Most people think of the boot-shaped mainland when considering vacation destinations in Italy, but there are more than 80 picturesque islands within Italy’s borders to explore and enjoy as well. From the 17 islands that make up the city of Venice to the beautiful Aeolian Islands off the coast of Sicily, Italy’s islands are as diverse in landscape, culture and climate as the nation’s mainland. Whether in search of Italy’s rich past or on the hunt for a beach with powder-soft sand and clear water, Italian islands have something special to offer every visitor looking for a taste of la dolce vita.
The smallest of the three most popular islands in the Bay of Naples, Procida doesn’t have the same number of attractions as Capri and Ishia, but it’s also far less crowded than its larger neighbors. It’s the ideal destination for those seeking a laid-back seaside vacation. Towns like the main port Marina Grande and Chiaiolella have basic accommodations, restaurants serve simple meals of fresh fish or rabbit and sandy beaches offer sunbathing and swimming. The Church of San Michele, with its painted domes depicting Saint Michael battling invasive Turks, offers a break from the sun as well as a glimpse of Procida’s history.
The smallest of the Aeolian Islands located north of Sicily, Panarea is the darling of celebrities and jet-setters from all over the world. With a population of around 200, the largely undeveloped island has only a few hotels and rentals, which helps keep the island free of summer crowds. There are no cars on Panarea; locals and tourists motor about on golf carts and electric-powered bikes. Most food is imported and expensive. In the evening, lamps and lanterns light up the night. Upscale visitors come to Panarea to swim, dive and sunbathe in privacy and to enjoy lazy strolls through the island’s postcard-perfect villages.
Ischia is the largest of the islands that dot the Bay of Naples on Italy’s western coast. Sandy beaches and natural hot springs make the island a popular travel destination for weekend getaways for residents of Naples and for packaged European tours. Most of the island is mountainous, dominated by the 789 meter (2,589 foot) tall volcanic Mount Epomeo. Ischia has many attractions worth visiting, including the Giardini Ravino, a botanical garden located at Forio d’Ischia known for its extensive collection of cacti and succulents, the Castello Aragonese, a medieval castle built by Alfonso D’Aragnona, and the Guervera Tower, a 15th century fortress that’s become a symbol for the island.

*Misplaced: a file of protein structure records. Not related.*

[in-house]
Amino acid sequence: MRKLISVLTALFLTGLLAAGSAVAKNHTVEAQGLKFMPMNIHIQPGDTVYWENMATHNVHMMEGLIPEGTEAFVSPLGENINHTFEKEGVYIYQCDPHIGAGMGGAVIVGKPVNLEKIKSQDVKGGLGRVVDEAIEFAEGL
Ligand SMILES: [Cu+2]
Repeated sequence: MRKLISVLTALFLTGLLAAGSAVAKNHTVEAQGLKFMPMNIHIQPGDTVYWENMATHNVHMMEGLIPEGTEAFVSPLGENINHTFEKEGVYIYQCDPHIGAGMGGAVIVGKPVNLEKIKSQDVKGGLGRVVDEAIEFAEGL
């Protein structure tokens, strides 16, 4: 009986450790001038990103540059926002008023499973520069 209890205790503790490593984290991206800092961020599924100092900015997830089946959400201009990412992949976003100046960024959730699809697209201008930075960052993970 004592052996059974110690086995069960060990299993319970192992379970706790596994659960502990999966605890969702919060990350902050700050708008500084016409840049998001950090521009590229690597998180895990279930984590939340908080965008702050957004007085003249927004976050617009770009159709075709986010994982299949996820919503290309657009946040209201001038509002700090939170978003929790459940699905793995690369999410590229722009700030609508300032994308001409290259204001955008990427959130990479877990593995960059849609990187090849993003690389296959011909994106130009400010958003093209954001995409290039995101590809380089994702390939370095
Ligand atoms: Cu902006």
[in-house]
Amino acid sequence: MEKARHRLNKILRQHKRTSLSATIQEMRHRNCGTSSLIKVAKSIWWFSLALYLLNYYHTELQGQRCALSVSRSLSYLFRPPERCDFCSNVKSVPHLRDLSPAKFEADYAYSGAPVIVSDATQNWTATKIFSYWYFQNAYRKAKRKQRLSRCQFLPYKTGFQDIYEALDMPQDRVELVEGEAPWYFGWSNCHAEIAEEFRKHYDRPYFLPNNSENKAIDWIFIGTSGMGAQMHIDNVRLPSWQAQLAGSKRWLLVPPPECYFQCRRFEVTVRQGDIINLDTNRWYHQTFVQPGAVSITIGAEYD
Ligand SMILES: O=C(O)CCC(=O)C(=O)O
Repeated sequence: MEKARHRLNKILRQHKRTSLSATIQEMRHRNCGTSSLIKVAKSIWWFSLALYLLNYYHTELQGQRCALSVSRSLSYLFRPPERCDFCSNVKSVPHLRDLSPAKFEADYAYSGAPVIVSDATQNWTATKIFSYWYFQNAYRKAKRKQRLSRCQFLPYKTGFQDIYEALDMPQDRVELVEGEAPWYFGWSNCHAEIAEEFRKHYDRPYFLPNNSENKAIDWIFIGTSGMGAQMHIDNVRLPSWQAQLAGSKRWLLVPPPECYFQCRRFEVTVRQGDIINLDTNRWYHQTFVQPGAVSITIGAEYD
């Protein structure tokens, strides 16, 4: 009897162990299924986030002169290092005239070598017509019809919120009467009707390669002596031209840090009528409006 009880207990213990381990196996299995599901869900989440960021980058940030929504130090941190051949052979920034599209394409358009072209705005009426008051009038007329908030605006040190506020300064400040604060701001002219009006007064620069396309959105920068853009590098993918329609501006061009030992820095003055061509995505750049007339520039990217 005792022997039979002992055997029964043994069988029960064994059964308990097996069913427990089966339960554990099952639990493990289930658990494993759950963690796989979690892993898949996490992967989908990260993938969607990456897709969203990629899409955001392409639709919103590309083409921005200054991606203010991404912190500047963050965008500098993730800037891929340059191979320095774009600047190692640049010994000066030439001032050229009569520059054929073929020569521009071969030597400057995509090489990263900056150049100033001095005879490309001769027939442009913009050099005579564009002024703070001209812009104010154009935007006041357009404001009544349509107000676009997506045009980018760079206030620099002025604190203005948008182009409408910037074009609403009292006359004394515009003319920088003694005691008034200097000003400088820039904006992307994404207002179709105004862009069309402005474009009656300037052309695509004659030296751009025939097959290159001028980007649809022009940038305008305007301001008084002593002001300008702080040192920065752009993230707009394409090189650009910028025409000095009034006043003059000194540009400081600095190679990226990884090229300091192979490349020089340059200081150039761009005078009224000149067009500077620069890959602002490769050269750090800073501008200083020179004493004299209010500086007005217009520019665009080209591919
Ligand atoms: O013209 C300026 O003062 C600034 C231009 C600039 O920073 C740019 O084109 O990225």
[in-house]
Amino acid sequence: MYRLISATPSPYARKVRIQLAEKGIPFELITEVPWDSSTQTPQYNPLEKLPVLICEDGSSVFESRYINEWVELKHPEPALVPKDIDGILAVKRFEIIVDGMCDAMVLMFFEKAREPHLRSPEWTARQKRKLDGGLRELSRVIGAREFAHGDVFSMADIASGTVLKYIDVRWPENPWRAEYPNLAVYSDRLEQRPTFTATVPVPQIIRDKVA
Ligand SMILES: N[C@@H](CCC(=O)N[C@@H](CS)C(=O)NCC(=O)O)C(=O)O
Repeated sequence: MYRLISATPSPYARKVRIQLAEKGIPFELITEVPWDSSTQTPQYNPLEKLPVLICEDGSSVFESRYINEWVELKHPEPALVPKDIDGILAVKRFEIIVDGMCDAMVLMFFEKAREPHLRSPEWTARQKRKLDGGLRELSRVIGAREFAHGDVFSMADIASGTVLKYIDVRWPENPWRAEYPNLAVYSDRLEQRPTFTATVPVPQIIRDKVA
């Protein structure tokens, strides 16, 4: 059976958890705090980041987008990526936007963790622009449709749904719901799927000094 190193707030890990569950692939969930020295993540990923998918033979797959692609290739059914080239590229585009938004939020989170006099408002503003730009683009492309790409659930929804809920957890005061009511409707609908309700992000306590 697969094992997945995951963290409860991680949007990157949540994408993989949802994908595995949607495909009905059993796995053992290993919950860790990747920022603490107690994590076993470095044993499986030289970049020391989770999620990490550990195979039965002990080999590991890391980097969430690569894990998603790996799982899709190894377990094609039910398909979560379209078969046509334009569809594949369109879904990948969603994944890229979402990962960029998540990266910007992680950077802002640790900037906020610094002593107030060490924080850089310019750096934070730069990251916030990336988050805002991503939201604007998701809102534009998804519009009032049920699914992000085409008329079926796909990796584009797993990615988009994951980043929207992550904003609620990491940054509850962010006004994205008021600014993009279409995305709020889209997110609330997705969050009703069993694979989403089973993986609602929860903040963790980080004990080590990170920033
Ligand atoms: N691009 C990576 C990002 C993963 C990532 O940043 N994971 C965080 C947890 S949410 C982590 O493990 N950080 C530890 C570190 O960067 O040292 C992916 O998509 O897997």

Located off the northeast coast of the island of Sardinia, La Maddalena is the largest isle in the La Maddalena Archipelago. Linked to its neighboring island of Caprera by a long causeway, the island can be reached by boat or by the ferries that run from Sardinia throughout the day and night. The pink-toned granite rock quarried near the town of La Maddalena, some of which was used in the construction of the Statue of Liberty, makes the village glow at sunset. The town is known for its smoldering nightlife too. A road circling the island brings visitors to La Maddalena’s most popular beaches, Bassa Trinita and Spalmatore, and passes by several abandoned military forts.
Located closer to Tunisia than it is to Italy, Lampedusa is home to one of the world’s most beautiful beaches, Rabbit Beach. Situated on an islet on Lampedusa’s southern coast, the heart-shaped beach can be reached by wading through the crystal-clear shallows. The protected island is one of the few spots in the Mediterranean where loggerhead sea turtles can safely lay their eggs. Conditions for snorkeling and diving are ideal on Lampedusa, and a tour by boat is the best way to find the perfect undersea location. One popular diving spot is around the submerged statue of Madonna del Mare where divers can encounter octopus, groupers and sargo fish.